The idea for a pig roast was born in a hot tub at my nephew’s high school graduation party. His dad (my husband’s brother, John) had recently gotten a very impressive smoker, which John quickly took to like pig to mud.
Which was apparently all the two brothers needed to decide they were going to roast a whole hog Labor Day weekend. Neither of them gave it much thought until mid-August, but then these no-nonsense Midwestern Scandinavians realized they needed to make good on that early summer whim.
They e-vited an eclectic group of friends, and very quickly the RSVP’s started rolling in. Nearly everyone wanted to witness the spectacle. One guest wrote, “You have made it as a pit master once you’ve roasted a whole hog.” The pressure was on.
We debated cooking methods. Should we do it Cuban-style, splayed out between poled chain link fencing on a makeshift cement block grill? A butterflied animal is easier to cook, but what to do with forty-eight sooty, greasy cement blocks?
Digging a pit was the simplest, cheapest, but least reliable method. A friend shared the story of a lobster bake gone bad—guests politely nibbling on lobster “sushi.” We ultimately decided to rent a spit. The local company said theirs was good for up to a 100-pound animal.
The morning we picked up the pig we start to get the jitters. There are two on order that day–an 87 pounder and another weighing in at 102. Please God let ours be the smaller one. No such luck.
We cart our pig home, fill the tub with water, dissolve salt and sugar and give her (yes, her) a long cold briny bath. We head to bed early and set the alarm for 3:30, just a little over twelve hours before the estimated dinnertime.
But it’s so much more complicated than we thought. Inserting the spit isn’t as easy. Nor is spice-rubbing it, stuffing its cavity with onions and garlic, and trussing it. By the time we get it spit-ready it’s already 5:30. We’re nervous but still in the game.
But here’s where it got stressful. It was only when we returned the spit to the rental company that we learned this unit was, in fact, only good up to seventy-five pounds. Our pig was too big, and so we spent the rest of the day overcoming that challenge.
The downside of every rotation (and there were six per minute) the pig flopped hard and the rotisserie motor and chain were stressed to the point of breaking. At 5:30 on Saturday morning, there were no options. We had to make it work.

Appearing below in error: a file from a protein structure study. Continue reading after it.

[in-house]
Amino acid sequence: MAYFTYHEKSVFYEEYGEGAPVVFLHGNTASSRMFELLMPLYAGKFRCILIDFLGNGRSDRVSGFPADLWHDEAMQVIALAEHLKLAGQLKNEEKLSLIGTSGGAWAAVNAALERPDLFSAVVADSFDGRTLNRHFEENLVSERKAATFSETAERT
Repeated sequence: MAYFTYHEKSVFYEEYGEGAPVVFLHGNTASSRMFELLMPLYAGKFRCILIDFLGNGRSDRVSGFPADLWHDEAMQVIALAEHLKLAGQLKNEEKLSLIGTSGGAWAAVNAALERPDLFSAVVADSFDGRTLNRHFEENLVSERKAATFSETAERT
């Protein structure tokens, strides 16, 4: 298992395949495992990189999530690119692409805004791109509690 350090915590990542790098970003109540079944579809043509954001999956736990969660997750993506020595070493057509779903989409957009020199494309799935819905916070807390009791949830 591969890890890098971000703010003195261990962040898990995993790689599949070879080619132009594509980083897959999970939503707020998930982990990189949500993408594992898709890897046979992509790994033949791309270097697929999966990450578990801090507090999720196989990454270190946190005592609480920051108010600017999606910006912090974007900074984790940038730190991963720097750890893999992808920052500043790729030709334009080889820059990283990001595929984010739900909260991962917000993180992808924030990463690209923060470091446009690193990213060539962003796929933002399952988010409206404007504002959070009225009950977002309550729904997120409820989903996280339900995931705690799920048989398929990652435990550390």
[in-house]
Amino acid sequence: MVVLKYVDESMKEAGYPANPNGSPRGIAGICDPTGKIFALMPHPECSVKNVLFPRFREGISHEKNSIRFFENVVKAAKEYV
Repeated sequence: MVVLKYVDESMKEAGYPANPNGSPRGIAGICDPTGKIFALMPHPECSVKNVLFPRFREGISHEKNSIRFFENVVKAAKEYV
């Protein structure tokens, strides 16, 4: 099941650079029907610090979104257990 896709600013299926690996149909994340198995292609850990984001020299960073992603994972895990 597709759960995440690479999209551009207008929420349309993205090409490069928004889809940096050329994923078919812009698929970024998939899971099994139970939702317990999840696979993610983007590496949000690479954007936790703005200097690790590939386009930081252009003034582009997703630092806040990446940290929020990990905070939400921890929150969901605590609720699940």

Between John’s research (he had bought pipe clamps that we pieced together and used to tighten the pig to the spit) and David’s ingenuity (he anchored the spit with a makeshift weight out of rope and two rock-filled buckets) we were enjoying juicy, flavorful pork more or less on schedule. But it also meant that we had to take turns at the grill the entire time breaking the pig’s fall every rotation. At some point throughout the day we each muttered, “Never again.”
Do my brother-in-law, John, my husband, David, and I feel like pit masters? I don’t. But before the party was even over, the three of us were already making plans to roast a lamb next Labor Day weekend.
- 1 can (16 ounces) refried beans (traditional variety)
- 1 can (4.5 ounces) chopped green chiles, undrained
- 1 tablespoon fresh lime juice, plus another 2 tablespoons for avocado layer
- 2 teaspoons chili powder
- ¼ teaspoon ground cumin
- 3 avocados, halved, pitted, flesh spooned out
- 1 cup sour cream
- ½ cup mayonnaise
- 1 jar (16 ounces) salsa strained to equal 1 cup, juices discard or reserved for another use
- ¾ cup sliced canned black olives
- 1 cup (about 4 ounces) grated pepper jack cheese
- ½ cup thin sliced scallion greens from a large bunch
- Taste-Like-Fried Tortillas or a 14- to 16-ounce bag store bought tortilla chips.
- Mix beans, chiles, 1 tablespoon of lime juice, chili powder, cumin, and a pinch of salt in a small bowl. In a separate bowl mash avocados with a fork; stir in remaining lime juice and ½ teaspoon of salt to make guacamole. Mix sour cream and mayonnaise. Spread bean mixture, then guacamole, then sour cream mixture, and finally salsa over the bottom of a 9-inch deep-dish pie plate or similar size pan. Sprinkle olives, then cheese. When ready to serve, sprinkle with scallions.